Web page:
Friday, 24 August 2007
Edinburgh Festival Review Part 2
Arriving in Edinburgh at Waverley Station we made our way through the sudden and startling throng to the Half-Price Hut on Princes Street and bought tickets for a play called Babble that my partner had marked as sounding interesting in her Fringe guide and about which I knew nothing. Within a few hours of arrival we were in a small, dark, almost claustrophobic room listening as a strange, dark, somewhat claustrophobic monologue unfolded. Babble is about a world consisting of an endless library full of books no one can understand, a nightmare world of futile quests for meaning. A disturbed and disturbing Gothic figure welcomes us in and tells us, haltingly and with many asides, about his tragic and seemingly futile life. This sounds potentially depressing and possibly dull but in fact the play is engrossing and thought-provoking and there's an excellent performance by Jonathan Clarkson as the at times sinister, at times pathetic Librarian. The play was written by Eric Conway, based on a short story by Jorge Luis Borges. As an introduction to the Fringe it was a serious and intense work, presaging much of what was to come.
The Last South: Pursuit of the Pole
A few days later we saw another play that was, in its own way, about meaning and purpose. This tells the story of Scott and Amundsen's race for the South Pole and was adapted from expedition diaries by GM Calhorn. The two protagonists, played by Adrian Lukis (Scott) and Jamie Lee (Amundsen), describe the planning and execution of their journeys, at times directing comments and looks at each other. Lukis and Lee, dressed in appropriate polar costume, even down to old ski boots, are superb, capturing well the different personalities of the two explorers and their feelings of trepidation, exhaustion, excitement, wonder, triumph and despair. The final tragedy is poignantly told. The world of the Antarctic is captured well too and at times I expected to see the audience shivering, as I was inside. An excellent interpretation of one of the epic stories of exploration that made both men more human and sympathetic than they are often portrayed in books.
Richard Long: Walking and Marking
This exhibition at the Scottish National Gallery of Modern Art was the only show I had planned on seeing in advance. Ironically it was the only one I found disappointing. Fascinated by the idea of walks as art works and liking the idea of art that explores relationships with landscape I really wanted to like this exhibition but it just didn't make any significant impression on me. I went round twice, in case I'd missed some vital clue or connection, but to no avail. I saw some nice patterns and some intricate circles and spirals but these had less effect on me than a well-made dry-stone wall let alone a rock face or a tree. The photographs, snapshots in the main, left me unimpressed. Many had words about the walks and the places written on them and some of the art works were just words. None of these conjured up anything. Some just seemed statements of how many days Long had walked and how many miles in a day. I can see that some of the works were fun to do. Throwing muddy water at a pristine gallery wall and letting it drip down to form streaky patterns was probably entertaining. The result left me cold though - to my eyes it looked like what it was, muddy drips on a wall. A map of Britain consisting purely of rivers did stir me a little. If that had filled a wall I might have been impressed. And at the end of this extensive exhibition there was a short poem that touched me. Finally the artist had succeeded in communicating a love of wild places. I'm sure Richard Long enjoys his walks and they are meaningful for him. But if I want to be inspired or made to think about walking and wild places I'd rather look at photographs by people like Colin Baxter, Colin Prior, Ansel Adams and Galen Rowell or read the works of Colin Fletcher or Edward Abbey.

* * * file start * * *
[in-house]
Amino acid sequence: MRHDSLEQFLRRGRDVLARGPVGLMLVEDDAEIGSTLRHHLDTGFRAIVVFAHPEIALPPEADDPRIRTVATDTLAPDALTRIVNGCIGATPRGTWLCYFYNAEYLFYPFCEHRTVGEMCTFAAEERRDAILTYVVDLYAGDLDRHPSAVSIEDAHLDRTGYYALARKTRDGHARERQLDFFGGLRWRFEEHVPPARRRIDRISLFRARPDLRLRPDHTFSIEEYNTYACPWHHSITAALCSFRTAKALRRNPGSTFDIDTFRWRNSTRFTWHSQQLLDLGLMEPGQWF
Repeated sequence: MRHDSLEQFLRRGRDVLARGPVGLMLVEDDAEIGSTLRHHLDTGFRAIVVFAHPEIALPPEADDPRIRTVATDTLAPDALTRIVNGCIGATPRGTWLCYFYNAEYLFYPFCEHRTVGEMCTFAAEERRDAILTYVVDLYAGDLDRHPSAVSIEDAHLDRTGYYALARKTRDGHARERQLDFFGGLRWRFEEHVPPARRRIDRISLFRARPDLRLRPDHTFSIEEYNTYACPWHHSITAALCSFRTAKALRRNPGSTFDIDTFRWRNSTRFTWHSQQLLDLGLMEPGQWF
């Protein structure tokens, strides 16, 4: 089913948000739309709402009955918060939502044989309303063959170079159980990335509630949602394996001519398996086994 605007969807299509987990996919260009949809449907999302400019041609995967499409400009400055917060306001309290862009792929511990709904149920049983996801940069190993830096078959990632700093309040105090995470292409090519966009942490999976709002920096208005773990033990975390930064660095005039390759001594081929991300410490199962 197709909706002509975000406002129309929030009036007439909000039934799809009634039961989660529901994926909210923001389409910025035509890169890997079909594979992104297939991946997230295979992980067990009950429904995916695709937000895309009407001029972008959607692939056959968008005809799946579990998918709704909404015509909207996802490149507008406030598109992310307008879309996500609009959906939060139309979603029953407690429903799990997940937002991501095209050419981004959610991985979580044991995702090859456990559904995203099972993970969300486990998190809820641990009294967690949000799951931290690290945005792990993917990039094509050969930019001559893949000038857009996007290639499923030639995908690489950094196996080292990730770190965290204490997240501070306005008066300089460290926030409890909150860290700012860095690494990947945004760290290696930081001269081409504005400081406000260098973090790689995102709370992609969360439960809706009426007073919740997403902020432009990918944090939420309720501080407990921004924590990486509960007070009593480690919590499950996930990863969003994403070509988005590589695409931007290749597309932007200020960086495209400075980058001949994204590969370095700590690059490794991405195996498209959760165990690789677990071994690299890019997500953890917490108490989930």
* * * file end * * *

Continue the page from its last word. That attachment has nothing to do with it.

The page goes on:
Outside the gallery is a lawn leading to sculpted grass terraces reflected in curving pools. This is an art work by Charles Jencks called Landform. I found it soothing and graceful, a modern reminder of the great landscape gardeners of the eighteenth century. The image above shows part of Landform.
Photo info: Ricoh GR-D, f9 @ 1/200, ISO 100, raw file converted to a JPEG in Photoshop Elements 5 then processed in DxO Optics Pro.